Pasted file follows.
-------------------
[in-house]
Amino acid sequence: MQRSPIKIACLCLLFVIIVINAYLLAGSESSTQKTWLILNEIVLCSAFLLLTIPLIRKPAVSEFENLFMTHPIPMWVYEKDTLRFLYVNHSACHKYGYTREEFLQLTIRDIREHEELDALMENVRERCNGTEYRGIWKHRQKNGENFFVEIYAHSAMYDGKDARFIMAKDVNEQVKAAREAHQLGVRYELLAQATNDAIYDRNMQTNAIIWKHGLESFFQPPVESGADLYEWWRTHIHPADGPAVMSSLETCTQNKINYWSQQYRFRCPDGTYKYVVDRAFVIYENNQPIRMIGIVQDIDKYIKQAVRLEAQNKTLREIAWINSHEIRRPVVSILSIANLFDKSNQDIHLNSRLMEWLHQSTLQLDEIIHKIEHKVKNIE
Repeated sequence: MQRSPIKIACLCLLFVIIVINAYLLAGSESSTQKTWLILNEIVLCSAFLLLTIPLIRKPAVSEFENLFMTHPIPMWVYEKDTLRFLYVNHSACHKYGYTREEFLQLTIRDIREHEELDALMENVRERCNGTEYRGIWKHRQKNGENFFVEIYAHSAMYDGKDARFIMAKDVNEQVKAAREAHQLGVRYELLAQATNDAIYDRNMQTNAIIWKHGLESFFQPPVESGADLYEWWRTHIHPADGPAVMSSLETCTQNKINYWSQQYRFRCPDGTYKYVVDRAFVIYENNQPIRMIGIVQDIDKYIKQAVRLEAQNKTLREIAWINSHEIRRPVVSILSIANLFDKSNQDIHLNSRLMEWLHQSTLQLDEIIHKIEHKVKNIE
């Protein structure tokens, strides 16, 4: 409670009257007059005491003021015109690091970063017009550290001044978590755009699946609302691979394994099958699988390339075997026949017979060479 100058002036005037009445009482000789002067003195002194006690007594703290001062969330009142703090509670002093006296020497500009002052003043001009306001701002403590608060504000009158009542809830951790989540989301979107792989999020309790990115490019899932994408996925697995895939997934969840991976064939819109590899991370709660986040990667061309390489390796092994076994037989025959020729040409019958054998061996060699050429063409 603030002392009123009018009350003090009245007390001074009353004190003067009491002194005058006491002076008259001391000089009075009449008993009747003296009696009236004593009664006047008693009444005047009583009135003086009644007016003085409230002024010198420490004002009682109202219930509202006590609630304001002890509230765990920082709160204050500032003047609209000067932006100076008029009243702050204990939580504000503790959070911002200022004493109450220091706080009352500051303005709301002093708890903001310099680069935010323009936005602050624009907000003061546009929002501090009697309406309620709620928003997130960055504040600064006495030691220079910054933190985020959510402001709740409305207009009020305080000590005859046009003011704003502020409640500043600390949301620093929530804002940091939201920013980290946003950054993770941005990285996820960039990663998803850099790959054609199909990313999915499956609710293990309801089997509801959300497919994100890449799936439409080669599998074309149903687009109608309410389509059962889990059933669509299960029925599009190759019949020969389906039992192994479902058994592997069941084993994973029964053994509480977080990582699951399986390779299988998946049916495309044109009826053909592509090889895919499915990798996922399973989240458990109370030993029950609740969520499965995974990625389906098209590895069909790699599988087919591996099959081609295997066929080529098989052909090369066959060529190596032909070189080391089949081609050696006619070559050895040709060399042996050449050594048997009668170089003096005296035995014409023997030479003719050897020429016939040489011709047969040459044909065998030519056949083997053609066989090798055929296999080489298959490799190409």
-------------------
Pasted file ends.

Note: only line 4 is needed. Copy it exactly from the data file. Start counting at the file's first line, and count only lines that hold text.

């Protein structure tokens, strides 16, 4: 409670009257007059005491003021015109690091970063017009550290001044978590755009699946609302691979394994099958699988390339075997026949017979060479 100058002036005037009445009482000789002067003195002194006690007594703290001062969330009142703090509670002093006296020497500009002052003043001009306001701002403590608060504000009158009542809830951790989540989301979107792989999020309790990115490019899932994408996925697995895939997934969840991976064939819109590899991370709660986040990667061309390489390796092994076994037989025959020729040409019958054998061996060699050429063409 603030002392009123009018009350003090009245007390001074009353004190003067009491002194005058006491002076008259001391000089009075009449008993009747003296009696009236004593009664006047008693009444005047009583009135003086009644007016003085409230002024010198420490004002009682109202219930509202006590609630304001002890509230765990920082709160204050500032003047609209000067932006100076008029009243702050204990939580504000503790959070911002200022004493109450220091706080009352500051303005709301002093708890903001310099680069935010323009936005602050624009907000003061546009929002501090009697309406309620709620928003997130960055504040600064006495030691220079910054933190985020959510402001709740409305207009009020305080000590005859046009003011704003502020409640500043600390949301620093929530804002940091939201920013980290946003950054993770941005990285996820960039990663998803850099790959054609199909990313999915499956609710293990309801089997509801959300497919994100890449799936439409080669599998074309149903687009109608309410389509059962889990059933669509299960029925599009190759019949020969389906039992192994479902058994592997069941084993994973029964053994509480977080990582699951399986390779299988998946049916495309044109009826053909592509090889895919499915990798996922399973989240458990109370030993029950609740969520499965995974990625389906098209590895069909790699599988087919591996099959081609295997066929080529098989052909090369066959060529190596032909070189080391089949081609050696006619070559050895040709060399042996050449050594048997009668170089003096005296035995014409023997030479003719050897020429016939040489011709047969040459044909065998030519056949083997053609066989090798055929296999080489298959490799190409």